Clarifications for the Use of the English Language |

Clarifications for the Use of the English Language

Sometimes I feel as though there is nothing left to do but put my head down and weep for humanity. And that’s only because of the incredible abuse of the English language that I see every day. Never mind the fact that, after being on this planet for so long, we still haven’t figured out how to get along with each other.

I’ve put a bit of thought into this, and realized something – maybe it IS the abuse of the English language that is causing much of the strife in the world today. Whether it is or not, it certainly can’t hurt to put a little effort in to get it right.

Yes, I’m a grammar nazi. Yes, it drives me crazy when people chronically spell things incorrectly. Yes, it bothers me when the wrong form of a homonym is used. Yes, I get hives when people abuse the rules of sentence structure and syntax.

I’m going to give you a few examples of what I’m talking about. Feel free to add your own in the comments. This is the information that needs to get out there, people.

The survival of our planet depends on it.

Most offenders head straight for this one:

There, their and they’re. There is usually used to indicate the existence of something or referring to a place. “I am going to be there.” Their refers to ownership, as in “That is their problem.” And they’re is a contraction of they and are and is used in place of those two words. Like “Where do they think they’re going?”

These are popular as well:

To, two, too.  Seriously, people. It’s not that difficult. To has 2 functions. It’s either a preposition, in which case it always precedes a noun – “He is going to the bathroom.” Or it’s an infinitive, in which case it precedes a verb. “I desperately need to urinate.” Two – if you don’t know this means “2”, please throw your computer, tablet or phone on the ground, and go live in a commune. Too also has a couple of uses. It’s a synonym of also – “He went to the bathroom too!” And it can mean excess, as in “I waited too long to go to the bathroom.”

Hear, hear vs. here here. One of the worst ones. It’s “hear hear”, OK? It comes from a time before the hills were dusty, when they used to say “Hear ye, hear ye”. Realistically, you should probably not even use the correct form of this one – unless you really want to be saying “Hear ye, hear ye” to people. So if you DO use it, please use “hear”, not here.

You’re, your. Anything with an apostrophe is a pretty good hint that there is a letter or two missing and that it might be two words joined together in matrimony. You’re is a conjunction of you and are. “Are you certain you’re using this word correctly?” Your just means it belongs to you. Like “This blog post will make your brain grow.”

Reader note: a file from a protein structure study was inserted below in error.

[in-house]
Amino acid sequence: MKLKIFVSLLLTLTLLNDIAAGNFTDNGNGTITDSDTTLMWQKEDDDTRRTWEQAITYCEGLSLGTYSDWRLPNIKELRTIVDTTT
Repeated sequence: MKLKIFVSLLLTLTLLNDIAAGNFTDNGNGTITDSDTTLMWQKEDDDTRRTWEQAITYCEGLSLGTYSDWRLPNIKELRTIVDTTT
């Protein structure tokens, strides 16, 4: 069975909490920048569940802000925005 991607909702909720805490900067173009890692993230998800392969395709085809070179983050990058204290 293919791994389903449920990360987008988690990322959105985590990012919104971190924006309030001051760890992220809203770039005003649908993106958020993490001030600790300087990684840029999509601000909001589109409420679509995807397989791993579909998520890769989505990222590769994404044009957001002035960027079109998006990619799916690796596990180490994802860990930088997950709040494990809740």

It’s, its. See that apostrophe again? Mmm-hmmm, that’s right. It means it is. “It’s sure easy to speak English properly.” Its refers to possession, and not the exorcist kind. “Every dog has its day.”

We’re, were. Same deal. We’re represents we are. “We’re going to try to do better with the English language.” Where as were is simply the plural past-tense form of “are”. “We were just about to use this word incorrectly.”

There are more examples of these, obviously. But let’s look at some other infractions, shall we?

Peak, peek, pique.  This one seems to get a lot of people. Peak is the top of something, either in terms of a physical location (the peak of a mountain) or something that can be measured (the peak of demand for something). Peek means to have a quick or discreet look. By all means, use this one for “Peek-a-boo!” And finally, the tricky one – pique can be read as exciting interest in something, like “Boy, reading this sure piqued my interest in being awesome at English.” So, please, don’t write “I just wanted to get a sneak peak” or “That really peaked my interest”.

Affect, effect. Affect is a verb – “Learning all of these great things will affect my ability to communicate.” And effect is a noun – “Have you heard of the butterfly effect?”

Accept, except. Accept means to receive, approve of, you know – stuff like that. “I accept your apology for using the wrong word.” Except, on the other hand, can be used when you want to exclude something or you want to say “on the other hand”. “I care so much about proper use of the English language that I won’t even except children from these rules.”

Wear, where. Really? Do people not get the difference between these two? Wear means you’ve got it on or it can refer to the erosion of something. “You’re wearing a cloak of shame because you don’t know the difference between these two words.” Where refers to a place. “Where did you learn to write English?”

Bear, bare. I recently saw a tweet that read: “I could kill him with my bear hands” – really? That’s not possible, unless you’re this guy…

Other butchery of our language I’ve witnessed recently:

Spelling congratulations as “congradulations“. Come ON! How many times have you seen it spelled correctly?

People that mean “per se” but write “per say“. Ugh.

One of the worst Facebook transgressions, typically found under pictures of babies or kittens. People mean to write “awwww” (it’s up to you how many w’s you want to add), but write “awe“. Really? You have an overwhelming feeling of reverence, admiration or fear of that kitten?

I guess I’m just a stickler for details, but spelling, grammar, and related issues matter to me. As mentioned, please feel free to add your own pet peeves to the comments. I won’t charge for the therapeutic effect.

Remember, us grammar nazis have to stick together.

Support each other.

Hug a fellow grammar nazi today, pat them on the back, and whisper “There, their, they’re” reassuringly into their ear.

We can’t take each other for granite.

If you’ve enjoyed this, feel free to browse my archives tab for other posts.

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